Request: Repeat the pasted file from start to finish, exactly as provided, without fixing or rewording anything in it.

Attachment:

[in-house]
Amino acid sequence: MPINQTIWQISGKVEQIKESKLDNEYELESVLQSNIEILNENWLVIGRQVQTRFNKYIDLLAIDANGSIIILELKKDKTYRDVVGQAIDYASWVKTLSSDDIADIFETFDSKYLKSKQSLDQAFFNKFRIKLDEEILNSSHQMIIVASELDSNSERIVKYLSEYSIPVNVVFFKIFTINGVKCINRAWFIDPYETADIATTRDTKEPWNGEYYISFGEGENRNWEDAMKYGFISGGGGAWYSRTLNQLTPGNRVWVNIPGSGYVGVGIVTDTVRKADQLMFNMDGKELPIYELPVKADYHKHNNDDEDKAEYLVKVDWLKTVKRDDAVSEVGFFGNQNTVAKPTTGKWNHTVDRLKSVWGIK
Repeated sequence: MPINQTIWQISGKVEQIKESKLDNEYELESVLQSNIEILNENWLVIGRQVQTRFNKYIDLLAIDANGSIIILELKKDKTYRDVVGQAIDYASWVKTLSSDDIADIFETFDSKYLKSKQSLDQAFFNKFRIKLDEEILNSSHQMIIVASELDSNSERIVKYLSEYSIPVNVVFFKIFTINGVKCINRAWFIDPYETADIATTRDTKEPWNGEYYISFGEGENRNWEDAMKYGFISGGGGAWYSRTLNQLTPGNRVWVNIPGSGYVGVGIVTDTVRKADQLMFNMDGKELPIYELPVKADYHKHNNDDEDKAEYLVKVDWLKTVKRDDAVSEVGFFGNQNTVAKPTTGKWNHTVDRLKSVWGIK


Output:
[in-house]
Amino acid sequence: MPINQTIWQISGKVEQIKESKLDNEYELESVLQSNIEILNENWLVIGRQVQTRFNKYIDLLAIDANGSIIILELKKDKTYRDVVGQAIDYASWVKTLSSDDIADIFETFDSKYLKSKQSLDQAFFNKFRIKLDEEILNSSHQMIIVASELDSNSERIVKYLSEYSIPVNVVFFKIFTINGVKCINRAWFIDPYETADIATTRDTKEPWNGEYYISFGEGENRNWEDAMKYGFISGGGGAWYSRTLNQLTPGNRVWVNIPGSGYVGVGIVTDTVRKADQLMFNMDGKELPIYELPVKADYHKHNNDDEDKAEYLVKVDWLKTVKRDDAVSEVGFFGNQNTVAKPTTGKWNHTVDRLKSVWGIK
Repeated sequence: MPINQTIWQISGKVEQIKESKLDNEYELESVLQSNIEILNENWLVIGRQVQTRFNKYIDLLAIDANGSIIILELKKDKTYRDVVGQAIDYASWVKTLSSDDIADIFETFDSKYLKSKQSLDQAFFNKFRIKLDEEILNSSHQMIIVASELDSNSERIVKYLSEYSIPVNVVFFKIFTINGVKCINRAWFIDPYETADIATTRDTKEPWNGEYYISFGEGENRNWEDAMKYGFISGGGGAWYSRTLNQLTPGNRVWVNIPGSGYVGVGIVTDTVRKADQLMFNMDGKELPIYELPVKADYHKHNNDDEDKAEYLVKVDWLKTVKRDDAVSEVGFFGNQNTVAKPTTGKWNHTVDRLKSVWGIK